When former FCC Commissioner Newton Minow famously observed that television was a "vast wasteland," cable news hadn't even been invented yet. With hundreds of channels in today's media marketplace Minow's wasteland has grown even vaster -- but narrower as well. The bandwidth occupied by CNN, for example, is a black hole that lays to waste intelligent thought, responsible journalism and viewer sanity.
Take Wolf Blitzer (please!). How many times an hour does he refer to "the best political team on television?" Enough to make you wonder just how secure the network really is with that assertion? And when he soberly announces "you're in the situation room" am I the only one who wants to say, "no I'm not, I'm in my living room!"
Still, I've refrained from throwing ping pong balls at the screen when Blitzer is on because I care about the subject he's talking about. That's why I was so offended when Blitzer announced the "breaking news" that the electoral map had changed and four states that had previously been listed as "toss ups" were now being given to Obama. "Obama now has 231 of the 270 electoral votes he needs to win," Blitzer announced, "while John McCain has 194."
Excuse me? Have we had the election yet? Or are the networks so addicted to the excitement of election night coverage that they are turning their ratings-boosting primary coverage into a nightly drama, instead of having to wait until November to do it again? The networks' addiction to exit polls, tracking polls, spin and conflict make elections seem like just another reality TV show, only with cheaper prizes. "Who wants to be president" isn't as compelling a question as "who wants to be a millionaire" or "who wants to be America's top model or new idol." Maybe if CNN gave the runner-up in the presidential campaign a record contract they'd do better in the ratings. (Although as much as I like Hillary Clinton, I'm not sure I want to hear her sing).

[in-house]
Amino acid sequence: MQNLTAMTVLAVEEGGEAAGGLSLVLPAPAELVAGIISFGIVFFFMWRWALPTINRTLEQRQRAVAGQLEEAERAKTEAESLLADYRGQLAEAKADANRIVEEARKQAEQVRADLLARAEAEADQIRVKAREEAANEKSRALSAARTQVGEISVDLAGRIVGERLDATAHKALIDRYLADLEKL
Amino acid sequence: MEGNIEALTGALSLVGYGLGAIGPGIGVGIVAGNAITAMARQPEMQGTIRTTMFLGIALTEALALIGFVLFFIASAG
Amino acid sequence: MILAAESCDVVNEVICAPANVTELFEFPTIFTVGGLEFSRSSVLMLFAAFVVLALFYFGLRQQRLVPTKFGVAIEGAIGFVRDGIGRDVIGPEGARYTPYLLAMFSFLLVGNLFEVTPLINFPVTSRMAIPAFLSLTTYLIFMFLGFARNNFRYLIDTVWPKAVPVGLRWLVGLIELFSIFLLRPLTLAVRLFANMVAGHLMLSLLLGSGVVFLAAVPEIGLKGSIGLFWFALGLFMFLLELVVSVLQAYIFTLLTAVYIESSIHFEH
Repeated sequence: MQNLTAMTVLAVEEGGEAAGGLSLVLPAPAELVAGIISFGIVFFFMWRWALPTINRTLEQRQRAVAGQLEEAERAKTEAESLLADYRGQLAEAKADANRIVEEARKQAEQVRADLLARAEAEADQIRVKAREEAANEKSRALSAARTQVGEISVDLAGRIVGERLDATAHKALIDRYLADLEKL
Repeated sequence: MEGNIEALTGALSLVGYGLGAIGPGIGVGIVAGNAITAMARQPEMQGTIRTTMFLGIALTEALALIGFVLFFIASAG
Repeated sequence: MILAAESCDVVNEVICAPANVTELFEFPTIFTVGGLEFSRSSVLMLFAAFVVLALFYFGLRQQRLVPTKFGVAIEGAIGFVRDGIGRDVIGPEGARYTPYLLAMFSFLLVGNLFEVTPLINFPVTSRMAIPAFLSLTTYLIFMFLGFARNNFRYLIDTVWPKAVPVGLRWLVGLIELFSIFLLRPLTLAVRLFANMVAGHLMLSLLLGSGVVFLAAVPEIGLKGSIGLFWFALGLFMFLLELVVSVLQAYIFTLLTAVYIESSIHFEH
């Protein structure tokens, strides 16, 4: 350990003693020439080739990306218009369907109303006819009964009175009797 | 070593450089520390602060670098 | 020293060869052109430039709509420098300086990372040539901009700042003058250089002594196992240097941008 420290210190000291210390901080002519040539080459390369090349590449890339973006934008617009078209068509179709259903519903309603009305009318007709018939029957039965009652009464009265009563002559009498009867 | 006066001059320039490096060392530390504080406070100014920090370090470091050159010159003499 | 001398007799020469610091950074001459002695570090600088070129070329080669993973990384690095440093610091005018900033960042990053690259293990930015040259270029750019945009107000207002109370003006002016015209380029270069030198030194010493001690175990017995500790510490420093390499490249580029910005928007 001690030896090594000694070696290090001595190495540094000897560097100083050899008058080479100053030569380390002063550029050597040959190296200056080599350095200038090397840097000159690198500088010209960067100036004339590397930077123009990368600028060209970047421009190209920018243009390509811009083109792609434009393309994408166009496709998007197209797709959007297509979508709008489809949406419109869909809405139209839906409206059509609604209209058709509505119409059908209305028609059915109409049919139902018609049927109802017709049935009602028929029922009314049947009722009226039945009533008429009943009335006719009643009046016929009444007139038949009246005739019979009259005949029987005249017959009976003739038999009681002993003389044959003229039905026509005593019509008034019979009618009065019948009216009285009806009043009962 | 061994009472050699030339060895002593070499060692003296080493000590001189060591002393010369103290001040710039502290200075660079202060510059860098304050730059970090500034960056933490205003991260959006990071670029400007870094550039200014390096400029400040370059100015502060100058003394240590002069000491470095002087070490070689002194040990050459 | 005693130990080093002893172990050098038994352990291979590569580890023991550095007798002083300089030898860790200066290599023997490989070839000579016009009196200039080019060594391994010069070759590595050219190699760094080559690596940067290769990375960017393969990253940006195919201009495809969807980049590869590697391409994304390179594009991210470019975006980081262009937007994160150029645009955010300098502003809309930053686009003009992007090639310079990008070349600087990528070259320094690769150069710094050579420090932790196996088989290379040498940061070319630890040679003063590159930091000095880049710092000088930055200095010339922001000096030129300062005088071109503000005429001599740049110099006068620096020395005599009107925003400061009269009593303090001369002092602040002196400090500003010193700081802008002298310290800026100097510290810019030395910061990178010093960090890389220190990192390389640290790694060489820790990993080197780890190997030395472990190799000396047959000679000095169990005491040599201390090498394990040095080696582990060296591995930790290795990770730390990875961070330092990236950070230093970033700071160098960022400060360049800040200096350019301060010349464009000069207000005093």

It's alarming when the media tries to remove voter participation from the political process, when they shift from reporting the news to making it themselves. I'm reminded of the old Groucho Marx line about the fellow "who stuffed spaghetti with bicarbonate of soda, thus causing and curing indigestion at the same time." And during the 2004 campaign, in an article about an experiment to measure whether Republican and Democratic advertising lit up different parts of the brain, I cited an old science fiction story about a future where elections were determined by a single voter hooked up to a computer. The lesson in both these examples is that technology can go too far in the pursuit of democracy.
Besides offering employment to women from the Planet of Big Hair and men with shiny teeth, I've often wondered what purpose CNN serves in today's media marketplace. PR people know that in its ravenous appetite for material, the network will take just about any bait offered them and won't dilute their press releases with much original reporting.
After the networks started to broadcast exit polls, they were pressured to hold back on releasing them until voting had ended. Now, it seems we need a new rule to keep CNN's premature electulation in check. Tell them to hold off on awarding electoral votes until we actually start voting. Ratings are fine, but give democracy a chance.
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